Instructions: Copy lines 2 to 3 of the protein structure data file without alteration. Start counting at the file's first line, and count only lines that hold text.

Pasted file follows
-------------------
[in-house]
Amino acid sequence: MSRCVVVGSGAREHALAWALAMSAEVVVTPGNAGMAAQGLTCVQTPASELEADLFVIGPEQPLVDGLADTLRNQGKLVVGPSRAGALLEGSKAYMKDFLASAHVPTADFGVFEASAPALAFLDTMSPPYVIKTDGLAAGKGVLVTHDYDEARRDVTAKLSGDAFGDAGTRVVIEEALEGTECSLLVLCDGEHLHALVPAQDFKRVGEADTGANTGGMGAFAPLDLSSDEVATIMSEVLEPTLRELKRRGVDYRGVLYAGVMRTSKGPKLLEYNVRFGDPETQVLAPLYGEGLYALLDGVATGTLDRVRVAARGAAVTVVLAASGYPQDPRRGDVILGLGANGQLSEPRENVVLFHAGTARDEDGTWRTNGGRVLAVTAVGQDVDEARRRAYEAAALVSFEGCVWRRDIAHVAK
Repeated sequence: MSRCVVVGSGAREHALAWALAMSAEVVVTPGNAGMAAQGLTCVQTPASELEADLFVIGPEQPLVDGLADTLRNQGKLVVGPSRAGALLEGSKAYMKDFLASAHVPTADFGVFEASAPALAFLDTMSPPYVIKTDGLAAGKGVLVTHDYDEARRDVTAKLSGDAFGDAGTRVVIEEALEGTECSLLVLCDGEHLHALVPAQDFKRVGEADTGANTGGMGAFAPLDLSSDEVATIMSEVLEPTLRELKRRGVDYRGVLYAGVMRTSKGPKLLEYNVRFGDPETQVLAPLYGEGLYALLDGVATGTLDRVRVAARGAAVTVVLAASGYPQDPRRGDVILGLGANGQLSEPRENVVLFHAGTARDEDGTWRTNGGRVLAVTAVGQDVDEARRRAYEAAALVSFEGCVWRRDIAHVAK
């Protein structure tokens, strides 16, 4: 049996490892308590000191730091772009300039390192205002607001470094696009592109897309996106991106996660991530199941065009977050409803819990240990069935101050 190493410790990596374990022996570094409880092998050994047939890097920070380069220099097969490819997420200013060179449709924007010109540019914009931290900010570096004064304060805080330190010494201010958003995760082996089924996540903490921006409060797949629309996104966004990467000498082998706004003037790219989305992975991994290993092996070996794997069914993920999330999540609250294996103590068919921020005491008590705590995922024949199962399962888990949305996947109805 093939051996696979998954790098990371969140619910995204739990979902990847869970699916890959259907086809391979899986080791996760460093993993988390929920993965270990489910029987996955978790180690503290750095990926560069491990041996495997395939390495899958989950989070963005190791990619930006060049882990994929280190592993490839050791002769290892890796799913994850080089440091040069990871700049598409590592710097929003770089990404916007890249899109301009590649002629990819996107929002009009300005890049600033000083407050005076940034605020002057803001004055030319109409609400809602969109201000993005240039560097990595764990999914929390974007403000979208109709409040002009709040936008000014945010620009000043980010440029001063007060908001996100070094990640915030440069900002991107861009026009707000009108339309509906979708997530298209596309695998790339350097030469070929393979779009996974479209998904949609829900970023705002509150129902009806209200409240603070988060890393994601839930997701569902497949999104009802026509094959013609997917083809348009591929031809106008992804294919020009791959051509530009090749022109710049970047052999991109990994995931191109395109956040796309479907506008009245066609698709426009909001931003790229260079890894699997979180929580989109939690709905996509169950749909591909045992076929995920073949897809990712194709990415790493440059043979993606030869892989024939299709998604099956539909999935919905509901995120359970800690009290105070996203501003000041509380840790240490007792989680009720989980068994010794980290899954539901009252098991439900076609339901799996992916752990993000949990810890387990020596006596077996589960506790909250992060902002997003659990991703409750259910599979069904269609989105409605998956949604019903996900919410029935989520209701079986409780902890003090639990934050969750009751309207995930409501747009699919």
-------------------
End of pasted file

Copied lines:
Amino acid sequence: MSRCVVVGSGAREHALAWALAMSAEVVVTPGNAGMAAQGLTCVQTPASELEADLFVIGPEQPLVDGLADTLRNQGKLVVGPSRAGALLEGSKAYMKDFLASAHVPTADFGVFEASAPALAFLDTMSPPYVIKTDGLAAGKGVLVTHDYDEARRDVTAKLSGDAFGDAGTRVVIEEALEGTECSLLVLCDGEHLHALVPAQDFKRVGEADTGANTGGMGAFAPLDLSSDEVATIMSEVLEPTLRELKRRGVDYRGVLYAGVMRTSKGPKLLEYNVRFGDPETQVLAPLYGEGLYALLDGVATGTLDRVRVAARGAAVTVVLAASGYPQDPRRGDVILGLGANGQLSEPRENVVLFHAGTARDEDGTWRTNGGRVLAVTAVGQDVDEARRRAYEAAALVSFEGCVWRRDIAHVAK
Repeated sequence: MSRCVVVGSGAREHALAWALAMSAEVVVTPGNAGMAAQGLTCVQTPASELEADLFVIGPEQPLVDGLADTLRNQGKLVVGPSRAGALLEGSKAYMKDFLASAHVPTADFGVFEASAPALAFLDTMSPPYVIKTDGLAAGKGVLVTHDYDEARRDVTAKLSGDAFGDAGTRVVIEEALEGTECSLLVLCDGEHLHALVPAQDFKRVGEADTGANTGGMGAFAPLDLSSDEVATIMSEVLEPTLRELKRRGVDYRGVLYAGVMRTSKGPKLLEYNVRFGDPETQVLAPLYGEGLYALLDGVATGTLDRVRVAARGAAVTVVLAASGYPQDPRRGDVILGLGANGQLSEPRENVVLFHAGTARDEDGTWRTNGGRVLAVTAVGQDVDEARRRAYEAAALVSFEGCVWRRDIAHVAK